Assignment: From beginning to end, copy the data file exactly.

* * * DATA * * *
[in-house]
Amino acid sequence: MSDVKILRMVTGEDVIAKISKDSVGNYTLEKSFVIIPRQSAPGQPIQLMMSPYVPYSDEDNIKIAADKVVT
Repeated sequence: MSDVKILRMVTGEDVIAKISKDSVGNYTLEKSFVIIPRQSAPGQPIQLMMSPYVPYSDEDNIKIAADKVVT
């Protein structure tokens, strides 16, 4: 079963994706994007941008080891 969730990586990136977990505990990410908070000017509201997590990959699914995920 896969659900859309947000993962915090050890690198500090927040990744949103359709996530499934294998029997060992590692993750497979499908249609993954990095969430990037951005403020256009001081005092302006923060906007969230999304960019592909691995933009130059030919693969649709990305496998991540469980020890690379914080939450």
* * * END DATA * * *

[in-house]
Amino acid sequence: MSDVKILRMVTGEDVIAKISKDSVGNYTLEKSFVIIPRQSAPGQPIQLMMSPYVPYSDEDNIKIAADKVVT
Repeated sequence: MSDVKILRMVTGEDVIAKISKDSVGNYTLEKSFVIIPRQSAPGQPIQLMMSPYVPYSDEDNIKIAADKVVT
């Protein structure tokens, strides 16, 4: 079963994706994007941008080891 969730990586990136977990505990990410908070000017509201997590990959699914995920 896969659900859309947000993962915090050890690198500090927040990744949103359709996530499934294998029997060992590692993750497979499908249609993954990095969430990037951005403020256009001081005092302006923060906007969230999304960019592909691995933009130059030919693969649709990305496998991540469980020890690379914080939450």